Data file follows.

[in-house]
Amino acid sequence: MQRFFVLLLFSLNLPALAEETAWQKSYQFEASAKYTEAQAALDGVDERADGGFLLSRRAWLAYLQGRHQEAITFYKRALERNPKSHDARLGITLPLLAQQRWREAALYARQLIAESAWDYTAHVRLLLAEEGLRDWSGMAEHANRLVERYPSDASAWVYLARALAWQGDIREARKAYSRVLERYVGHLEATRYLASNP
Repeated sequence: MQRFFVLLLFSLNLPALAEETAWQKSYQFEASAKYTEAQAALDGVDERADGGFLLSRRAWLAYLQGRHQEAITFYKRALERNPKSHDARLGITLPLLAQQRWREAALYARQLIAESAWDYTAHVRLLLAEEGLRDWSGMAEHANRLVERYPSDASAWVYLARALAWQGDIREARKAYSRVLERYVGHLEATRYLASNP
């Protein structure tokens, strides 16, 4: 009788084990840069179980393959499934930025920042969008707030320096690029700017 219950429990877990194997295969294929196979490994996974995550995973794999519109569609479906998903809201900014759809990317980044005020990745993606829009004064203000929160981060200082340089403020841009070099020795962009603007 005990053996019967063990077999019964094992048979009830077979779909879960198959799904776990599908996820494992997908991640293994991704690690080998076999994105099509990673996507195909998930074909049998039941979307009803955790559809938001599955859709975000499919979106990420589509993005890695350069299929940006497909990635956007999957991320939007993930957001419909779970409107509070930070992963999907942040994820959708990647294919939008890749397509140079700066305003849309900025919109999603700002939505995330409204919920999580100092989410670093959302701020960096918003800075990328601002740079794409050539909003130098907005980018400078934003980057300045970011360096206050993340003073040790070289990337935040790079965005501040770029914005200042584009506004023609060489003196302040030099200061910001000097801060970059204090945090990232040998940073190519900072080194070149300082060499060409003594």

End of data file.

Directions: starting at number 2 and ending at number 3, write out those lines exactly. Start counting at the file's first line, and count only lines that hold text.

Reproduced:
Amino acid sequence: MQRFFVLLLFSLNLPALAEETAWQKSYQFEASAKYTEAQAALDGVDERADGGFLLSRRAWLAYLQGRHQEAITFYKRALERNPKSHDARLGITLPLLAQQRWREAALYARQLIAESAWDYTAHVRLLLAEEGLRDWSGMAEHANRLVERYPSDASAWVYLARALAWQGDIREARKAYSRVLERYVGHLEATRYLASNP
Repeated sequence: MQRFFVLLLFSLNLPALAEETAWQKSYQFEASAKYTEAQAALDGVDERADGGFLLSRRAWLAYLQGRHQEAITFYKRALERNPKSHDARLGITLPLLAQQRWREAALYARQLIAESAWDYTAHVRLLLAEEGLRDWSGMAEHANRLVERYPSDASAWVYLARALAWQGDIREARKAYSRVLERYVGHLEATRYLASNP